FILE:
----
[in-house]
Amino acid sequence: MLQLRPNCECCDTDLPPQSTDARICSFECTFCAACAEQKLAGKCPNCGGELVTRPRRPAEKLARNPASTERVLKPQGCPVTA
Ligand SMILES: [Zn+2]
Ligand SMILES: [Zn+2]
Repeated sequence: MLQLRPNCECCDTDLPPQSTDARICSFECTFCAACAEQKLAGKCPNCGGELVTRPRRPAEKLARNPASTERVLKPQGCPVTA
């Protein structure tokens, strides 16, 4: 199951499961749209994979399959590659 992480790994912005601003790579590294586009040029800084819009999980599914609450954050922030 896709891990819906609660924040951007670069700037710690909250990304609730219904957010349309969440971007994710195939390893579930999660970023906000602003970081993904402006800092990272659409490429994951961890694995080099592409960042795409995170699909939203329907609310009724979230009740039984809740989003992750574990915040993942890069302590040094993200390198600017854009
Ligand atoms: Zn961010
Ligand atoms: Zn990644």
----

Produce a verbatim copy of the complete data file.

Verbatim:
[in-house]
Amino acid sequence: MLQLRPNCECCDTDLPPQSTDARICSFECTFCAACAEQKLAGKCPNCGGELVTRPRRPAEKLARNPASTERVLKPQGCPVTA
Ligand SMILES: [Zn+2]
Ligand SMILES: [Zn+2]
Repeated sequence: MLQLRPNCECCDTDLPPQSTDARICSFECTFCAACAEQKLAGKCPNCGGELVTRPRRPAEKLARNPASTERVLKPQGCPVTA
């Protein structure tokens, strides 16, 4: 199951499961749209994979399959590659 992480790994912005601003790579590294586009040029800084819009999980599914609450954050922030 896709891990819906609660924040951007670069700037710690909250990304609730219904957010349309969440971007994710195939390893579930999660970023906000602003970081993904402006800092990272659409490429994951961890694995080099592409960042795409995170699909939203329907609310009724979230009740039984809740989003992750574990915040993942890069302590040094993200390198600017854009
Ligand atoms: Zn961010
Ligand atoms: Zn990644």